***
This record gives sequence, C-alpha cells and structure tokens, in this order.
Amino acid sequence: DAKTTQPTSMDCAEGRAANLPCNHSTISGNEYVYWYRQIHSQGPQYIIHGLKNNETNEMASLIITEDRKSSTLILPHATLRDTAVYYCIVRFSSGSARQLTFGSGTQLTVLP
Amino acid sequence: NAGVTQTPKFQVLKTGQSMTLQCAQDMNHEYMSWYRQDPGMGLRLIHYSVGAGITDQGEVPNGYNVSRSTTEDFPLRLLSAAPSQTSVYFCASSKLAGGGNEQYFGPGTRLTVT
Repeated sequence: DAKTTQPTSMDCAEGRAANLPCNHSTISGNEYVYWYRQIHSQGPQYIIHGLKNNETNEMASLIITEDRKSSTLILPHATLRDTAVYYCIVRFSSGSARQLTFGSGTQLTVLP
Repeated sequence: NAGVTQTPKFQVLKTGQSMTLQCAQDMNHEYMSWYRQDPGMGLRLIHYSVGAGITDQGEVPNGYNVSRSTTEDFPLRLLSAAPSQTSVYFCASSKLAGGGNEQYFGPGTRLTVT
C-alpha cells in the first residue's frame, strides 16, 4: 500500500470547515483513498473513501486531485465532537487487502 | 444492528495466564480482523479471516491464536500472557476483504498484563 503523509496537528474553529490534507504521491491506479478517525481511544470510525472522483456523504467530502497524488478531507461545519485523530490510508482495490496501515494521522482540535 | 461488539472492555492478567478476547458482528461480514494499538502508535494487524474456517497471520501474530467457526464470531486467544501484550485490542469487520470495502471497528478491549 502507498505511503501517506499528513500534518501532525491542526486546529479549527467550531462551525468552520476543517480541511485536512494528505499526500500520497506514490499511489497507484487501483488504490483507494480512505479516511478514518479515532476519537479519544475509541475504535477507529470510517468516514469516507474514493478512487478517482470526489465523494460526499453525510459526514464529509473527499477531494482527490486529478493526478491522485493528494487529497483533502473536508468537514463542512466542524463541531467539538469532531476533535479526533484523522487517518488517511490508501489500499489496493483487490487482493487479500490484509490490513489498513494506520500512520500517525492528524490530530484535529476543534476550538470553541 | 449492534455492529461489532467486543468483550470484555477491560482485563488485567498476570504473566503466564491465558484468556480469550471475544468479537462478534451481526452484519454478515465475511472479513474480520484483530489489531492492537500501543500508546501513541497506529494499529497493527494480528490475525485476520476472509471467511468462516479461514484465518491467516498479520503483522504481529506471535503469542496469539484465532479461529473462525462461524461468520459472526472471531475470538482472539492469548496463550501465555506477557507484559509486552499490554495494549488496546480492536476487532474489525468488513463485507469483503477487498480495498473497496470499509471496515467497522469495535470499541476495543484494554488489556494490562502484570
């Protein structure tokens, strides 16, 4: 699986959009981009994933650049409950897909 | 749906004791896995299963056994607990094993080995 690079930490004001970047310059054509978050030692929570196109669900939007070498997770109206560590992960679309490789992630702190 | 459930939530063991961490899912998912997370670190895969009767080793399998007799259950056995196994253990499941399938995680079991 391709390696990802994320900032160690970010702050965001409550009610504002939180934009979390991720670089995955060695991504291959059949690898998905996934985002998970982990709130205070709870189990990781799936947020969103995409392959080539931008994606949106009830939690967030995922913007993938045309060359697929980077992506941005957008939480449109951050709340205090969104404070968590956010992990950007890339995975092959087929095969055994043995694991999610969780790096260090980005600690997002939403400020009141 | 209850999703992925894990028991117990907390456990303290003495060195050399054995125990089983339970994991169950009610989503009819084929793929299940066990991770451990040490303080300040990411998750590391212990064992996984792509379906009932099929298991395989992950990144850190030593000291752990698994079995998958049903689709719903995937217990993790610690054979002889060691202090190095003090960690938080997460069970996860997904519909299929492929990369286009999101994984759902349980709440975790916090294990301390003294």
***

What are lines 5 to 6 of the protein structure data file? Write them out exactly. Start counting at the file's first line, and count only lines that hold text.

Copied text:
Repeated sequence: NAGVTQTPKFQVLKTGQSMTLQCAQDMNHEYMSWYRQDPGMGLRLIHYSVGAGITDQGEVPNGYNVSRSTTEDFPLRLLSAAPSQTSVYFCASSKLAGGGNEQYFGPGTRLTVT
C-alpha cells in the first residue's frame, strides 16, 4: 500500500470547515483513498473513501486531485465532537487487502 | 444492528495466564480482523479471516491464536500472557476483504498484563 503523509496537528474553529490534507504521491491506479478517525481511544470510525472522483456523504467530502497524488478531507461545519485523530490510508482495490496501515494521522482540535 | 461488539472492555492478567478476547458482528461480514494499538502508535494487524474456517497471520501474530467457526464470531486467544501484550485490542469487520470495502471497528478491549 502507498505511503501517506499528513500534518501532525491542526486546529479549527467550531462551525468552520476543517480541511485536512494528505499526500500520497506514490499511489497507484487501483488504490483507494480512505479516511478514518479515532476519537479519544475509541475504535477507529470510517468516514469516507474514493478512487478517482470526489465523494460526499453525510459526514464529509473527499477531494482527490486529478493526478491522485493528494487529497483533502473536508468537514463542512466542524463541531467539538469532531476533535479526533484523522487517518488517511490508501489500499489496493483487490487482493487479500490484509490490513489498513494506520500512520500517525492528524490530530484535529476543534476550538470553541 | 449492534455492529461489532467486543468483550470484555477491560482485563488485567498476570504473566503466564491465558484468556480469550471475544468479537462478534451481526452484519454478515465475511472479513474480520484483530489489531492492537500501543500508546501513541497506529494499529497493527494480528490475525485476520476472509471467511468462516479461514484465518491467516498479520503483522504481529506471535503469542496469539484465532479461529473462525462461524461468520459472526472471531475470538482472539492469548496463550501465555506477557507484559509486552499490554495494549488496546480492536476487532474489525468488513463485507469483503477487498480495498473497496470499509471496515467497522469495535470499541476495543484494554488489556494490562502484570